The experiences of a 12-year-old in the Battle of the Atlantic are chronicled in this engrossing historical novel.
When a surfacing U-boat destroys their fishing boat and severely injures his older brother, Danny, off the North Carolina coast, Colton assumes his older brother’s identity and enlists in the U.S. Navy. After surviving the brutal trials of boot camp, Colton is assigned to a patrol craft, designed primarily for anti-submarine warfare. Colton’s ship first patrols American coastal waters looking for U-boats preying on merchant vessels, then is assigned to escort convoys traversing the North Atlantic. Operating in intensely adverse weather conditions, Colton’s ship battles “wolf packs” of several U-boats attacking convoys. In one action, the patrol craft is rammed and sunk by a U-boat. Colton’s closest shipmate is killed, and the surviving crew remain at sea in a lifeboat until rescued. A leg wound lands Colton in a hospital stateside and gains him an ensuing discharge from the Navy. The narrative is full of action but short on character development. If the idea of a 12-year-old enlisting in the Navy seems blatantly implausible, there is historical precedent. In an afterword, Watkins explains that his inspiration for the novel is the real-life experience of 12-year-old Calvin Graham, who enlisted in the Navy and served in the Pacific theater.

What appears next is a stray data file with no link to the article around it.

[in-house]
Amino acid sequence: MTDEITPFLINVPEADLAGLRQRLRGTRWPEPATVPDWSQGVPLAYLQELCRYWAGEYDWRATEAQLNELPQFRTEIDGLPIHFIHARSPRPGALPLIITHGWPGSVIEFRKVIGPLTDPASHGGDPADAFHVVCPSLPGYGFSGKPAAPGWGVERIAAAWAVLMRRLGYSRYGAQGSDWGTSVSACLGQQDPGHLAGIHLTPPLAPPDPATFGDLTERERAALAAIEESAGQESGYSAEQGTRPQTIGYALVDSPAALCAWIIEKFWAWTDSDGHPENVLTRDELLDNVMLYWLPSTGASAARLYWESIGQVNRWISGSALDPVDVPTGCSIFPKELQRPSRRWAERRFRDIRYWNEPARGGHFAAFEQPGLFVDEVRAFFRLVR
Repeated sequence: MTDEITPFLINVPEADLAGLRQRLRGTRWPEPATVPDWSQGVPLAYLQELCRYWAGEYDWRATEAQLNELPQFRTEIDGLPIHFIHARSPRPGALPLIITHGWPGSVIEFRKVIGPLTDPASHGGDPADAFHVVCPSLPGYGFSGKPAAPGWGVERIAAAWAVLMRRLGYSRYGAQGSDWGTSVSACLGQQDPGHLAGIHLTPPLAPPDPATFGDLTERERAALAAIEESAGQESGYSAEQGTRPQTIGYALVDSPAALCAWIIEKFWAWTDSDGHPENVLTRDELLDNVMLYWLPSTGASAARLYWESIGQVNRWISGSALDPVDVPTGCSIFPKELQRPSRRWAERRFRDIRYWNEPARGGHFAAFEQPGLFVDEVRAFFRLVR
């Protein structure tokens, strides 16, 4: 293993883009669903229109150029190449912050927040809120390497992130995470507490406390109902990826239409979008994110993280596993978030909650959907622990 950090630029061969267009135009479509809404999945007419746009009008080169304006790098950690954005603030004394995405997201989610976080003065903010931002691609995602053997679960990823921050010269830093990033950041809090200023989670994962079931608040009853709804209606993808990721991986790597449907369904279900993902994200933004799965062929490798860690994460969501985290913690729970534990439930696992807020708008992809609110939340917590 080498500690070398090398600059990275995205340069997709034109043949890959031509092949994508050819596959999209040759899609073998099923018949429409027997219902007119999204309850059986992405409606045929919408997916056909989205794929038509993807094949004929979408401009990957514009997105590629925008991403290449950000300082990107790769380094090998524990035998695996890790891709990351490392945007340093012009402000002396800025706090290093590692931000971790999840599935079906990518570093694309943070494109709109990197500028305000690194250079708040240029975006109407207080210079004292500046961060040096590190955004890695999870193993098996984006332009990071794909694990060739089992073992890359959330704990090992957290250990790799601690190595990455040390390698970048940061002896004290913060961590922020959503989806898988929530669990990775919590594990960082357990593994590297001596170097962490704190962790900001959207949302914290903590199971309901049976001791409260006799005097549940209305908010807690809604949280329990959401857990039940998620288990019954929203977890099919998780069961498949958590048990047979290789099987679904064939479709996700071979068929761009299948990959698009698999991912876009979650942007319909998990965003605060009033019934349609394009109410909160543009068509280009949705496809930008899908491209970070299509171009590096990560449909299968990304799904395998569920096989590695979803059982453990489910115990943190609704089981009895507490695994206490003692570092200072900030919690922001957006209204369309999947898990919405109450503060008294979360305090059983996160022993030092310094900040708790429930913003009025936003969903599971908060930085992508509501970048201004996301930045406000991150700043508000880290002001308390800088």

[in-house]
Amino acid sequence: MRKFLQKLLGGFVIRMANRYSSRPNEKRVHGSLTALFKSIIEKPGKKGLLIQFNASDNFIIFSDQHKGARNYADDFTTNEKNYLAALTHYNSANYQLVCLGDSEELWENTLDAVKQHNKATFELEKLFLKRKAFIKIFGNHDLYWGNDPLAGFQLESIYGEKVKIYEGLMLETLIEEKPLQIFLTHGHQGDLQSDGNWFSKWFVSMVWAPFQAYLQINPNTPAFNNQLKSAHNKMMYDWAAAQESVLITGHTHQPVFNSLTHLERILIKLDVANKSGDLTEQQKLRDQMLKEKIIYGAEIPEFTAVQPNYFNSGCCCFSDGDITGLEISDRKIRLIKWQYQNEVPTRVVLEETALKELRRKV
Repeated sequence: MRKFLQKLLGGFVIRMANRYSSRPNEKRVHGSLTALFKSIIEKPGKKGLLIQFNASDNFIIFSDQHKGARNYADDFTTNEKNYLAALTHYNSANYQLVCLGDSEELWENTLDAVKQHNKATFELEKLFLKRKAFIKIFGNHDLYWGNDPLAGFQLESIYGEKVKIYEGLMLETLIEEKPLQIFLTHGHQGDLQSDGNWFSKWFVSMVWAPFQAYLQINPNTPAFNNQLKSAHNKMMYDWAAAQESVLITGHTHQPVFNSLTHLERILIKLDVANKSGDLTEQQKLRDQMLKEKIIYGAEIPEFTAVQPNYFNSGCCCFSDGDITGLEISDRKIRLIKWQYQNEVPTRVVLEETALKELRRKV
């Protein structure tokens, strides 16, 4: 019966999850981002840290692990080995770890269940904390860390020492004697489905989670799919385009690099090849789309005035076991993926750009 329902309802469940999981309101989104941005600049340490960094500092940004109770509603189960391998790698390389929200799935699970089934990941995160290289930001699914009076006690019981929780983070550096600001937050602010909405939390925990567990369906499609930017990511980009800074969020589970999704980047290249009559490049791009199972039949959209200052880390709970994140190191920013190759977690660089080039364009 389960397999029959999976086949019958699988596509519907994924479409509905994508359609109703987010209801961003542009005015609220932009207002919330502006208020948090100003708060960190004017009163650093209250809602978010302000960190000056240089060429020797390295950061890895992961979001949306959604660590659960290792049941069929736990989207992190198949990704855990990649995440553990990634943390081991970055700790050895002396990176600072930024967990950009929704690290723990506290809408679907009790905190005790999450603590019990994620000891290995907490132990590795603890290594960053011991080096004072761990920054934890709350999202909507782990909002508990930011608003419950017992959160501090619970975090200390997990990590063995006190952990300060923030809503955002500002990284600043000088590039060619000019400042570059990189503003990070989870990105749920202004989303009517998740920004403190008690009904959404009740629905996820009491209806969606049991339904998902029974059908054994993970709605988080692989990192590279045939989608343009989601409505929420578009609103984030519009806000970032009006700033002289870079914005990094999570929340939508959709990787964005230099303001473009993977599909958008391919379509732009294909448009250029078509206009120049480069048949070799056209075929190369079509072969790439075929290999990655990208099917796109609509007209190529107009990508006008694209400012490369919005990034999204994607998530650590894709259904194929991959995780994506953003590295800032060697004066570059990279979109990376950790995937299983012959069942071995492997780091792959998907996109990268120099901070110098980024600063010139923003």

A briskly paced, action-packed, surprisingly realistic war story.